Entrepreneurship and Pursuing Your Passion with Slomique Hawrylo

Slomique Hawrylo Picture

[Pictured: Slomique Hawrylo of Carpe Diem Events]

I’ve always been fascinated with all things creative. Additionally, I’ve always been intrigued with how people turn their creative passions into businesses. A few years ago I had the pleasure of shadowing Slomique Hawrylo as the owner of her event planning business, Carpe Diem Events. I was fascinated with how she was able to turn events into an experience. As impressed as I was with her event planning capability in her own business, she has not ceased to amaze me.  A few years after our experience, she managed to land an assistant role with David Tutera (one of the most amazing event planners ever) on his WEtv reality show “David Tutera CELEBrations”.

I recently had the pleasure of speaking to Slomique about her creative drive, development of a business and tools to pursue your passion.


9 to Fly Girl: Tell me about how your business began.

Slomique: I started about 12 years ago. I spoke to people in the industry. My mentor owned a floral prop rental company. I brought books about event planning. Actually, one of them was by David Tutera.

9TFG: Wow…how ironic!

Slomique: Yes. I was committed to my craft. You have to build your portfolio to show your work. When I started I did things for free. I began with social events and it grew into corporate events, award shows and designing hotel displays.

9TFG: What were you doing prior to starting your business?

Slomique: I was working full time at 21st Century Fox. Being a new mom inspired me to go out on my own. If I was going to be away from my child, it was going be for something I’d be passionate about. People thought I was crazy for quitting but I had already established a marketing plan and fan base.

9TFG: What made you get into the event planning field?

Slomique: Sometimes the universe puts things in your space. I hosted events in college for my friends like dinner parties and other creative events. I wanted to be able to work from home and build a relationship with my kids. Kids will make you sink or swim. They make you get yourself in order. I want to be a role model for them.

This also helps my relationships with clients. I’m able to identify with them because for many women getting married, kids are the next step.

9TFG: What is the best thing about working for yourself?

Slomique: You personally reap the reward versus a company benefitting from your sweat. It’s your name that’s on the company.

9TFG: What is the most challenging part about working for yourself?

Slomique: You work a lot, there is no clock. No matter what, there’s always a check with a 9-5 – not always with your own business. You usually don’t reap the rewards in the first 2 years. It’s not for the weak. It’s not for everyone.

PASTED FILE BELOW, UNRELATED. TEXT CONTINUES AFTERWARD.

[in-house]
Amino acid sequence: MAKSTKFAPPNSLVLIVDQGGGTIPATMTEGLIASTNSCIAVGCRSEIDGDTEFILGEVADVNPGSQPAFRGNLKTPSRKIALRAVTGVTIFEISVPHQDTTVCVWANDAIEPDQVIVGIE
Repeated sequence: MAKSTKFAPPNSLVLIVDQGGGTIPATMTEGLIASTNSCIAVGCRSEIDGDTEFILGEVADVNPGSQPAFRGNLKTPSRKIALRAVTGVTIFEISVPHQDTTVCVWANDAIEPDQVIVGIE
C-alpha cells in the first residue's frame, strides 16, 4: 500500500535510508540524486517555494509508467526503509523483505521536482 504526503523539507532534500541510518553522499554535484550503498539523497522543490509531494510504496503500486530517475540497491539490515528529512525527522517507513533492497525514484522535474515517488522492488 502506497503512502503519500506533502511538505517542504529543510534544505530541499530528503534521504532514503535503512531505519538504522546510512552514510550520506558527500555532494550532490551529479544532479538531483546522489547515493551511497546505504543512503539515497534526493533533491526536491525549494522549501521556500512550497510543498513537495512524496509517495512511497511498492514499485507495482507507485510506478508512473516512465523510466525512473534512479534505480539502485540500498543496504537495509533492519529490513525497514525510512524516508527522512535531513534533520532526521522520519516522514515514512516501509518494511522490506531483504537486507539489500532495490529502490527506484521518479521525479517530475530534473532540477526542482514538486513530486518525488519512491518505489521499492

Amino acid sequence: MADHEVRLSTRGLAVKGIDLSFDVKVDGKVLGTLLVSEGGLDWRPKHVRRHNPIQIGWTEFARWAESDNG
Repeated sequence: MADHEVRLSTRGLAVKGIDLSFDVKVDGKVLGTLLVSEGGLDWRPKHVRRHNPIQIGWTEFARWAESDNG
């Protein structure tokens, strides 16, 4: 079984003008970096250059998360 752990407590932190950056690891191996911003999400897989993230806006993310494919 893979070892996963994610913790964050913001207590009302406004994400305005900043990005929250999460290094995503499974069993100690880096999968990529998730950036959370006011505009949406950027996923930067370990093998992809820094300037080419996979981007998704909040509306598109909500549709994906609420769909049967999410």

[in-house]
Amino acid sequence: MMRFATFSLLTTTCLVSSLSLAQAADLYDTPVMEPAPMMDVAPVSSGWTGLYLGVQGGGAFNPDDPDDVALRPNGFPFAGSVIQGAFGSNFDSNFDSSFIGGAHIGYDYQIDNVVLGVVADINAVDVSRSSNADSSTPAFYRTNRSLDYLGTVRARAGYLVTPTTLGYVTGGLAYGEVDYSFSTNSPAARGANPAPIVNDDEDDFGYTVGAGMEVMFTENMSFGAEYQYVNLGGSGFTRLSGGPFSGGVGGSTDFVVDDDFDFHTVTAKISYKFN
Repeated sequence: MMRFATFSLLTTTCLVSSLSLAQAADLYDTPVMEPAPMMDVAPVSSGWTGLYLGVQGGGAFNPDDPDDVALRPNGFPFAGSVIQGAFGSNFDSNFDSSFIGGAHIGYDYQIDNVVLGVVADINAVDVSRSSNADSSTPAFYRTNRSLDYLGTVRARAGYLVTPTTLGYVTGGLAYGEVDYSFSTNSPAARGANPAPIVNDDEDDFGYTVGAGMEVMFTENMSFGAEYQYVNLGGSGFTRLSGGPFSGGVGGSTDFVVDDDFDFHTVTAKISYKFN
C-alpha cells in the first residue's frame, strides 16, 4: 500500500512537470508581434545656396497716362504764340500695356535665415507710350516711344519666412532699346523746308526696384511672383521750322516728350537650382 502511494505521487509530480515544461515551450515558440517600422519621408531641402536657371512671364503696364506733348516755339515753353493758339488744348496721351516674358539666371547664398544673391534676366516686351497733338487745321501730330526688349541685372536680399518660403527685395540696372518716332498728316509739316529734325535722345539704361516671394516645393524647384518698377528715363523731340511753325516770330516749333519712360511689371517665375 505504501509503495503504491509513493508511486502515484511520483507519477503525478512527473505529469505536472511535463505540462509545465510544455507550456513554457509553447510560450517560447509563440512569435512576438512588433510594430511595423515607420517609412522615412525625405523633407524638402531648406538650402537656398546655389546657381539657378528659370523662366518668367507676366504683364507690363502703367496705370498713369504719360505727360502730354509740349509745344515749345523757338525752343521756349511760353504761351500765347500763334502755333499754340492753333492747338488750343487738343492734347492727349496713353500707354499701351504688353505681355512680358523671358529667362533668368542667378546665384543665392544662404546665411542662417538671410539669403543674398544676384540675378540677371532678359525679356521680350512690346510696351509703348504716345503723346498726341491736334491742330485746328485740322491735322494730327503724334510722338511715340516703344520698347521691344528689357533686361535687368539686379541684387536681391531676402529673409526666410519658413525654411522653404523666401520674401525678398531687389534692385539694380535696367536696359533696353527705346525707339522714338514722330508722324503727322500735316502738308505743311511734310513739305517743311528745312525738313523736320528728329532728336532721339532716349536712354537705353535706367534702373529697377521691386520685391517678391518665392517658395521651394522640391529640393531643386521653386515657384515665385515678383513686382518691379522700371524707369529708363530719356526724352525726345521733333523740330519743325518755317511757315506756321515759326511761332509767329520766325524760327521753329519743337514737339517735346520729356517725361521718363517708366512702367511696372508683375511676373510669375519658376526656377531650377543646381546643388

9TFG: Yeah, people usually see just the glamorous parts.

Slomique: It’s a whole lot of sweat. Some questions to ask would be: “Am I dedicated? Am I afraid to fail? Do I have what it takes to be dedicated?”

9TFG: Tell me about your other business ventures.

Slomique: I try to stay as humble as possible in my journey. I want to bless others. I’m working on a new project in an area where you can find people like me, a person of color, who is at the top of their game.

9TFG: Speaking of business ventures, how did the reality show come up?

Slomique: David Tutera had a casting call for the show. My brother and sister sent me the information separately, without knowing that the other sent it!

9TFG: Oh wow!

Slomique: As Oprah says: “Preparation meets opportunity”. I was prepared when the opportunity came.

9TFG: How has reality tv helped grow you and your business?

Slomique: I now have a bigger platform. I gained a bigger Black audience. It’s made me validated that I’m good at what I do.

9TFG: What advice would you give someone trying to start a creative business?


  • Never get caught not knowing.

Do your homework and know your craft. I wanted to know as much as I could especially as a Black woman.

  • You should always be ready.

Find the best in the industry and what they’re doing. Then find your own niche.

  • Know your audience.

9TFG: Ohh! That’s a good one!

Slomique: Yes, and with that know that you’re not going to make everyone happy. But if you have confidence in yourself, others will see that and follow. You lead the charge of how people view you and your business.

9TFG: Interesting.


  • Know and be truly honest with yourself.

You need more than an amazing line. You have to have personality because you are the sales rep. You’ll need more than a product.

  • Always be willing to learn from others and their mistakes.
  • Have a goal: for every day, every week, every month.

Set deadlines and implement a plan to achieve it.


I hope that this interview has inspired you whether you desire to one day start your own business or are happy working for an employer. May this interview encourage you in the goals you plan to set, personally or professionally, in the new year.

If you have any questions for Slomique, her services, work and contact information can be found at www.carpediemevents.net. And as always, feel free to leave any questions, comments or other feedback for me below. 🙂



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